Cora was thrilled to be reunited with her beloved rides from "Dizenney Wrrrld" and Landon was thrilled to try his first fried Oreo.

Seriously, no one loves rides like Cora loves rides. She squeals in delight and laughs the whole time. Like a little sparkplug of joy.

Landon did the bumper cars and I realized this will be a real thing in 5.5 years. Oy.

Cora was tall enough for the fun house that broke her heart last year. There's a spinning tunnel at the end which Claire rocked with speed and enthusiasm.

Cora attempted the same and then flipped sideways and had to be rescued. She smiled the whole time.

The big kids did the swings, which they LOVED,

while Cora struggled with the reality of height restrictions.

It was a spectacular day.

After a few more rides I finished out my rodeo experience with ribbon fries. They are my heart and soul of the experience.

Landon had heard from a friend that there was a vendor who could make a 3-D image of you and then turn you into a lego figure. And because he'd been great all day and I knew he'd tucked all his pet sitting money into his little wallet and carried it around in his pocket, we walked the opposite direction of the exit and roamed a million miles around the Exhibition Hall to find the right vendor. He got his head imaged and when we went to order the lego head, the vendor was so touched by Landon's careful counting of $42 worth of crumbled one and five dollar bills, he said he'd send him two. What could be better than two Lego Landon's? He is TREMENDOUSLY excited about this.

And so we walked back to the car to head home, where the kids built a fun house out of our backyard play set, I ran more errands, and James worked. Dinner (below) was delicious and our sleepy little pretend cowboys were in bed at 7:55. We have not heard from them since.

~ ~ ~

Food! Always a good end. This is last week's menu, with notes, and the menu for the week ahead. This blog archive is 50% of my meal planning method now, so I've learned the more notes the better!

Sunday: Sunshine Lentil Bowls with Trader Joe's Green Goddess dressing, which was amazing and tasted even better because I didn't have to use a blender to make it. This remains one of our very favorite meals and everyone eats every bite; served with crackers and cheese (and goat cheese on the bowl! Essential.)

Monday: BBQ Quinoa Salad - Claire's favorite FAVORITE meal. Shredded BBQ chicken (chicken breasts in crockpot + BBQ sauce + 1/4 cup or so of Italian dressing) on low all day then shredded and put on top of quinoa with various toppings: black beans, corn, diced tomato, avocado, cheese, cilantro, another swirl of BBQ sauce (and Ranch if you're into that sort of thing).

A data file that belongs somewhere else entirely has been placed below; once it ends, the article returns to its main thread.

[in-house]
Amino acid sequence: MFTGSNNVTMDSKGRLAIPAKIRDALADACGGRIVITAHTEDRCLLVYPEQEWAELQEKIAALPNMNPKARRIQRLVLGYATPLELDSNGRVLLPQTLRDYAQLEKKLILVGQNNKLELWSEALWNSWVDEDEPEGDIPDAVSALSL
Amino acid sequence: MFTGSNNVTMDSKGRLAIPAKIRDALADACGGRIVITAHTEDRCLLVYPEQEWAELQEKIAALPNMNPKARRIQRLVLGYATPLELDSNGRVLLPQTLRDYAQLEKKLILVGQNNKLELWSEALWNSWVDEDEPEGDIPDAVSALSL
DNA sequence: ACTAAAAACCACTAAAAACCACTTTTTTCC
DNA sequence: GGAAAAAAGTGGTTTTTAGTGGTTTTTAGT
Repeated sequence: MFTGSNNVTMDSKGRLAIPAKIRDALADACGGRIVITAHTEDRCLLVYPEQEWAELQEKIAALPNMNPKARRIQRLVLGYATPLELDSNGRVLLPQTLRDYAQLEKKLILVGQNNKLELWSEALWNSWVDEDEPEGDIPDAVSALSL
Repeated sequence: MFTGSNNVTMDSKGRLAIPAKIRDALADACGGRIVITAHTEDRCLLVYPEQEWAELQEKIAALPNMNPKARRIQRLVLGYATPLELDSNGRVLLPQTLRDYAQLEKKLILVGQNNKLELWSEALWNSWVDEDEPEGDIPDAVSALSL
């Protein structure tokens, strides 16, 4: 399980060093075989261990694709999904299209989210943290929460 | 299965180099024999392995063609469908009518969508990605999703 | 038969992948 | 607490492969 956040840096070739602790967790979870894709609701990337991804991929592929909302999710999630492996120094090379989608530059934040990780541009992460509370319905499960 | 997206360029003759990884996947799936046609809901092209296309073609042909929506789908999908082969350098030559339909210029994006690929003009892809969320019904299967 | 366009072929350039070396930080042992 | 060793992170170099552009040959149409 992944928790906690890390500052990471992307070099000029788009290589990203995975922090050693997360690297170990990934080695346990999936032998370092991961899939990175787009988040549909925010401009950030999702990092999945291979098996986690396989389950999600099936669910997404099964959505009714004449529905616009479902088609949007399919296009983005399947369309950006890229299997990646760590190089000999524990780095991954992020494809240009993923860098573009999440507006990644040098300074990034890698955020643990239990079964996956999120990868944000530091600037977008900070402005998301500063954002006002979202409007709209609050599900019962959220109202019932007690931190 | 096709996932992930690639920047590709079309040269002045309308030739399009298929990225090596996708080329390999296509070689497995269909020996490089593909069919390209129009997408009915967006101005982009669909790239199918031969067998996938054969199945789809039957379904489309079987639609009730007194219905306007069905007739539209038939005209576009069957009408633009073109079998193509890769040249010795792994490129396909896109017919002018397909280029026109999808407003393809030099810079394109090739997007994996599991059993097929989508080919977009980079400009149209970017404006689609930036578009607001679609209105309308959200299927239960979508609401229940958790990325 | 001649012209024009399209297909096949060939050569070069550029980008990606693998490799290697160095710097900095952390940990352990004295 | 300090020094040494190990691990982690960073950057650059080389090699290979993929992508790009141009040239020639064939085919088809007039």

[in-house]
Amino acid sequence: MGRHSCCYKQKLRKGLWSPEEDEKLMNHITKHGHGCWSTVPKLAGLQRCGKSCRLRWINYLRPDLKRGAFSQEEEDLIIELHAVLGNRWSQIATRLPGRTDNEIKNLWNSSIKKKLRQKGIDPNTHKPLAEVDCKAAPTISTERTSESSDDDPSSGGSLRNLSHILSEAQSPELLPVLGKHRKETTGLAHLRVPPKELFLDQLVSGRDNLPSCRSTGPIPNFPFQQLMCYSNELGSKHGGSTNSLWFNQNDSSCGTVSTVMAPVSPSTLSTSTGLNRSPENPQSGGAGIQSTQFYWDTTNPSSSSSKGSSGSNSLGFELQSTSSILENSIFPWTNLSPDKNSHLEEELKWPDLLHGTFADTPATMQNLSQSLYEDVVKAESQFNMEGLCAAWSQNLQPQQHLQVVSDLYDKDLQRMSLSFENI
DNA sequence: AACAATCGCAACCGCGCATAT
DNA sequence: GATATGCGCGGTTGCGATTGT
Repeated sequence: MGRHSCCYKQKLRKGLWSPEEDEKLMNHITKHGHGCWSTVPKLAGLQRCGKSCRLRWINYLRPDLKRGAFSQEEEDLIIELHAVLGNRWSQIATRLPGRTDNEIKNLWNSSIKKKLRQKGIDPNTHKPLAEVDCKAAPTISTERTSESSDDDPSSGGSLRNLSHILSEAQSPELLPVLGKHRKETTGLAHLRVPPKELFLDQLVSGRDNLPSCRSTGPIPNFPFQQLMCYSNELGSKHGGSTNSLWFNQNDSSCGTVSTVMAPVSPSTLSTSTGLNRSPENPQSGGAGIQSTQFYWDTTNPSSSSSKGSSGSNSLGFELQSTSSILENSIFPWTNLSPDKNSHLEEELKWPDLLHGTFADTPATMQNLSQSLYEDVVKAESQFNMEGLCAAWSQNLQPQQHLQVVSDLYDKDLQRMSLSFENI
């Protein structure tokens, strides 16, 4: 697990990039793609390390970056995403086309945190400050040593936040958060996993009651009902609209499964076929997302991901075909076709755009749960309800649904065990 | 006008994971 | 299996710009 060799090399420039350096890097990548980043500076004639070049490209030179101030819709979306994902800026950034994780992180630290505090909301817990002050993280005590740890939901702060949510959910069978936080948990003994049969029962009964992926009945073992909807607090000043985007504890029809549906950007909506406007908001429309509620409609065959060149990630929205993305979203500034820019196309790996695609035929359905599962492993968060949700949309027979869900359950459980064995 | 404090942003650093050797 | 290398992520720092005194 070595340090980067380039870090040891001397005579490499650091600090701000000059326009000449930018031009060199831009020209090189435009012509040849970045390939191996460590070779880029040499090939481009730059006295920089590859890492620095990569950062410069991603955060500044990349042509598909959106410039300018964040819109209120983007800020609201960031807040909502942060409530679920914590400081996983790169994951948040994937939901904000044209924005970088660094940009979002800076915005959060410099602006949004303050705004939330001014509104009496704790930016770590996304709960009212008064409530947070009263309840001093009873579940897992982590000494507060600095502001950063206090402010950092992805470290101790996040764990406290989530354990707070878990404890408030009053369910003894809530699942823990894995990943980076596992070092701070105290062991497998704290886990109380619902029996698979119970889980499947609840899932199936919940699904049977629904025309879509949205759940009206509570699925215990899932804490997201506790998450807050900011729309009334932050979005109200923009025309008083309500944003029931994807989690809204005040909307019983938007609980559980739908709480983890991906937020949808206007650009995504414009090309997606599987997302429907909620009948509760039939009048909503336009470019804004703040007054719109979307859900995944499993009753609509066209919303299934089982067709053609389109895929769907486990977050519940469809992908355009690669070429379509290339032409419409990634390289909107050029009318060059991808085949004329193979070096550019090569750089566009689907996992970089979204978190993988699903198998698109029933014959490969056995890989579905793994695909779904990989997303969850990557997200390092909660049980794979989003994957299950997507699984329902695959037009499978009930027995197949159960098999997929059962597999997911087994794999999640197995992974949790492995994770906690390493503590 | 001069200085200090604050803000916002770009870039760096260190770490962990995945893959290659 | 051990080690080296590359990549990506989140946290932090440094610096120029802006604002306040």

Tuesday: Beef Stroganoff, served on egg noodles, with green beans on the side. This was SO good. I've been looking for a delicious but not too creamy stronanoff and this was perfection. Loved the greek yogurt instead of sour cream and I pureed the mushroom saute with an immersion blender before adding the steak back in - I hate the texture of mushrooms but don't mind the flavor in certain situations. This was perfect and everyone loved it.

Wednesday: BBQ Chicken Quinoa Enchiladas (leftover shredded chicken and quinoa, because James dumped the leftovers of both pots together in the same glass storage container, rolled into tortillas with cheese, topped with a little sour cream and more cheese and baked at 375 for 20 minutes). Love these. Served with black refried beans and avocado and tomato.

Thursday: Crockpot Chicken Pot Pie Soup. This was delicious! Loved the homemade cream of chicken soup recipe. Highly recommend.

Friday: Date Night; pumpkin pasta with butternut squash sauce for the kids.

Sunday: My Favorite Salmon, roasted carrots, mashed potatoes, salad. Forever favorite in this house, I just use the crust on the salmon (double the recipe and rub all over a Costco sized salmon fillet, sliced into 5 pieces; broil on high for 10 minutes) and skip the salsa and everyone eats it.

Monday: My Favorite Meatloaf (1 lb. ground beef + 1 cup panko + 1 cup diced onion + these seasonings, put into a loaf pan, topped with a 50/50 mix of ketchup and mustard), bake at 350 for 1 hour, mashed potatoes, steamed broccoli. Landon's favorite meal and the result of much experimenting on my part with seasoning recipes.

Tuesday: School Fundraising Night at our favorite taco place! If you're in Fort Worth - head to R Taco on Bluebonnet Circle and eat all the things!

Wednesday: I will probably be out of town for work, so pasta and sauce that James can whip up quickly when he gets home from practice.

Thursday: Crockpot Chicken Enchilada Chili. A fave and no chopping required.

Friday: Cheesy Vegetarian Chili Mac. Another fave! Hearty and homey and delicious. You'd never guess it doesn't have any meat (except for that fact that it, of course, doesn't).